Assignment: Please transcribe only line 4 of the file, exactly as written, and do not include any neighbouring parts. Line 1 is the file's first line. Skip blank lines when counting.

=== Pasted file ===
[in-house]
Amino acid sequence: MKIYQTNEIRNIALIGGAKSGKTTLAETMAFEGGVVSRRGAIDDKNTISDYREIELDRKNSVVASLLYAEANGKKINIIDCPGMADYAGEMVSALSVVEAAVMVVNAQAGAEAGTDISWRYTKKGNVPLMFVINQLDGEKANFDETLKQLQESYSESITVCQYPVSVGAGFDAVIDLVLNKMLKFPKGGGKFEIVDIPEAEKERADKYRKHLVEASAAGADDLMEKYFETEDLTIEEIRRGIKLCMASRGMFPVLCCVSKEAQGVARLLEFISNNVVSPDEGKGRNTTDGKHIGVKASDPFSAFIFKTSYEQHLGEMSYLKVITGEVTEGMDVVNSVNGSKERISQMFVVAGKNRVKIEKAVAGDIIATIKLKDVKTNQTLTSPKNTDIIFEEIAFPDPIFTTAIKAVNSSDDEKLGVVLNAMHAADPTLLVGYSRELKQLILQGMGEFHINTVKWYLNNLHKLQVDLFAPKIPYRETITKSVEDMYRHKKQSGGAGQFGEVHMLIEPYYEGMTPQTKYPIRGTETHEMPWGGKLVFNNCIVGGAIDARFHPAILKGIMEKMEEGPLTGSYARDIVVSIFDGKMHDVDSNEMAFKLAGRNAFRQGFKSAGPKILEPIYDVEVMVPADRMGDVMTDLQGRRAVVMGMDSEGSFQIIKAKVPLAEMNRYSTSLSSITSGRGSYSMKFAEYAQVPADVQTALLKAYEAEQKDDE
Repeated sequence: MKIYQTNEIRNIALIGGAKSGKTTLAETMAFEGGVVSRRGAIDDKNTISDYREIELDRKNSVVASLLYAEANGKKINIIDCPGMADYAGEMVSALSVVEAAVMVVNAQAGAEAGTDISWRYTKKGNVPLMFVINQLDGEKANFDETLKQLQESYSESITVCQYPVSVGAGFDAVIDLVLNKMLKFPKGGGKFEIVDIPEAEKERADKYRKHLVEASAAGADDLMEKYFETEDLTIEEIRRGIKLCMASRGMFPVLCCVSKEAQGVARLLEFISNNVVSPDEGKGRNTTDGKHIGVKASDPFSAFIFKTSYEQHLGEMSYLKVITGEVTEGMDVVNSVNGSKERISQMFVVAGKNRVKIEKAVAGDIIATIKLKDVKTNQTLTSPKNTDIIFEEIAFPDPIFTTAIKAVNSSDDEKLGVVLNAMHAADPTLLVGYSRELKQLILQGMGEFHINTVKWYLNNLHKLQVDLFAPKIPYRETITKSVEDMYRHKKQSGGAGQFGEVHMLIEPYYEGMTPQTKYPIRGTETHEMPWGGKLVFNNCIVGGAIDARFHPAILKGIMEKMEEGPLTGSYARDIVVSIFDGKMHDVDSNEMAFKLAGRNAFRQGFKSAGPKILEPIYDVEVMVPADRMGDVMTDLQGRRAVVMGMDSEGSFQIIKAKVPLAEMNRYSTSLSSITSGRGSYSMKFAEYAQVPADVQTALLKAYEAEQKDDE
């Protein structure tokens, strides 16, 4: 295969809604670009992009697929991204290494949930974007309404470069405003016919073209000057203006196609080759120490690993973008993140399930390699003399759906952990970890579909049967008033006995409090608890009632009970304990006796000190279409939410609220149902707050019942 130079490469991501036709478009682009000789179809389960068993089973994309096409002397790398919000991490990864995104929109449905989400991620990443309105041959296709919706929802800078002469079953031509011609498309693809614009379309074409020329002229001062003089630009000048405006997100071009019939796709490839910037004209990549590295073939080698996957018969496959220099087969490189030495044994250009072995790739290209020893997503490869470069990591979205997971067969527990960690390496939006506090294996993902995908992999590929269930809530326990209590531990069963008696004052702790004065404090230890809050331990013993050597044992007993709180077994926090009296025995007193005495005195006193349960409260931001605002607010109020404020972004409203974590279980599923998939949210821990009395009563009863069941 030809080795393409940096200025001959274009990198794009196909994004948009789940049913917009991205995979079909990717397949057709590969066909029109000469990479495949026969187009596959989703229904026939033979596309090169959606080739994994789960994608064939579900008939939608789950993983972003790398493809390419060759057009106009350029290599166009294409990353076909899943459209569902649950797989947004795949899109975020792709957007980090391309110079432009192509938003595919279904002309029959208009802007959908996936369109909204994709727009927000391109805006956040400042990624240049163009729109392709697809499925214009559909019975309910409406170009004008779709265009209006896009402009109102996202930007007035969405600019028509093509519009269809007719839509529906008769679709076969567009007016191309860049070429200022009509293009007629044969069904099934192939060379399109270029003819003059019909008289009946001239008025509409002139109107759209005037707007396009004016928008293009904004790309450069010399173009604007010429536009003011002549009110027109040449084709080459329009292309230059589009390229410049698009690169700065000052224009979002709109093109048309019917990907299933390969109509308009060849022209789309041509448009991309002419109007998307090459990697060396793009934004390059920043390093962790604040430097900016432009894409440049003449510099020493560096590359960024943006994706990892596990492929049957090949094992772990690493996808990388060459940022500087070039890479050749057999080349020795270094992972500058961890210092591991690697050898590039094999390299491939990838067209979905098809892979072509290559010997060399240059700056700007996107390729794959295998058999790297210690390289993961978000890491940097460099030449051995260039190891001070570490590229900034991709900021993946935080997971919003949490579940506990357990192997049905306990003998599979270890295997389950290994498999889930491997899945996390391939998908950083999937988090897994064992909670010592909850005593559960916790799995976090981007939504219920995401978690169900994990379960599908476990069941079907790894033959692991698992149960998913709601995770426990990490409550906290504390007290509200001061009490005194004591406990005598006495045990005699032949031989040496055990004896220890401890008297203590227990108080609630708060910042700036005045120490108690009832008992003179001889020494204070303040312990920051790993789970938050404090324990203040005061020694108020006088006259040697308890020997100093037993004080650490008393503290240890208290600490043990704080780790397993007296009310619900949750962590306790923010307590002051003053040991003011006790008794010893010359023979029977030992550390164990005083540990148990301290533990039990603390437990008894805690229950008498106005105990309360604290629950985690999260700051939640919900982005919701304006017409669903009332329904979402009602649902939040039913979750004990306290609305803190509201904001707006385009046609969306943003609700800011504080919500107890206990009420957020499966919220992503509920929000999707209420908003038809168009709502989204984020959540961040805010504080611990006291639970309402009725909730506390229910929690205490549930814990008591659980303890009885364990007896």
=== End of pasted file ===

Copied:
């Protein structure tokens, strides 16, 4: 295969809604670009992009697929991204290494949930974007309404470069405003016919073209000057203006196609080759120490690993973008993140399930390699003399759906952990970890579909049967008033006995409090608890009632009970304990006796000190279409939410609220149902707050019942 130079490469991501036709478009682009000789179809389960068993089973994309096409002397790398919000991490990864995104929109449905989400991620990443309105041959296709919706929802800078002469079953031509011609498309693809614009379309074409020329002229001062003089630009000048405006997100071009019939796709490839910037004209990549590295073939080698996957018969496959220099087969490189030495044994250009072995790739290209020893997503490869470069990591979205997971067969527990960690390496939006506090294996993902995908992999590929269930809530326990209590531990069963008696004052702790004065404090230890809050331990013993050597044992007993709180077994926090009296025995007193005495005195006193349960409260931001605002607010109020404020972004409203974590279980599923998939949210821990009395009563009863069941 030809080795393409940096200025001959274009990198794009196909994004948009789940049913917009991205995979079909990717397949057709590969066909029109000469990479495949026969187009596959989703229904026939033979596309090169959606080739994994789960994608064939579900008939939608789950993983972003790398493809390419060759057009106009350029290599166009294409990353076909899943459209569902649950797989947004795949899109975020792709957007980090391309110079432009192509938003595919279904002309029959208009802007959908996936369109909204994709727009927000391109805006956040400042990624240049163009729109392709697809499925214009559909019975309910409406170009004008779709265009209006896009402009109102996202930007007035969405600019028509093509519009269809007719839509529906008769679709076969567009007016191309860049070429200022009509293009007629044969069904099934192939060379399109270029003819003059019909008289009946001239008025509409002139109107759209005037707007396009004016928008293009904004790309450069010399173009604007010429536009003011002549009110027109040449084709080459329009292309230059589009390229410049698009690169700065000052224009979002709109093109048309019917990907299933390969109509308009060849022209789309041509448009991309002419109007998307090459990697060396793009934004390059920043390093962790604040430097900016432009894409440049003449510099020493560096590359960024943006994706990892596990492929049957090949094992772990690493996808990388060459940022500087070039890479050749057999080349020795270094992972500058961890210092591991690697050898590039094999390299491939990838067209979905098809892979072509290559010997060399240059700056700007996107390729794959295998058999790297210690390289993961978000890491940097460099030449051995260039190891001070570490590229900034991709900021993946935080997971919003949490579940506990357990192997049905306990003998599979270890295997389950290994498999889930491997899945996390391939998908950083999937988090897994064992909670010592909850005593559960916790799995976090981007939504219920995401978690169900994990379960599908476990069941079907790894033959692991698992149960998913709601995770426990990490409550906290504390007290509200001061009490005194004591406990005598006495045990005699032949031989040496055990004896220890401890008297203590227990108080609630708060910042700036005045120490108690009832008992003179001889020494204070303040312990920051790993789970938050404090324990203040005061020694108020006088006259040697308890020997100093037993004080650490008393503290240890208290600490043990704080780790397993007296009310619900949750962590306790923010307590002051003053040991003011006790008794010893010359023979029977030992550390164990005083540990148990301290533990039990603390437990008894805690229950008498106005105990309360604290629950985690999260700051939640919900982005919701304006017409669903009332329904979402009602649902939040039913979750004990306290609305803190509201904001707006385009046609969306943003609700800011504080919500107890206990009420957020499966919220992503509920929000999707209420908003038809168009709502989204984020959540961040805010504080611990006291639970309402009725909730506390229910929690205490549930814990008591659980303890009885364990007896």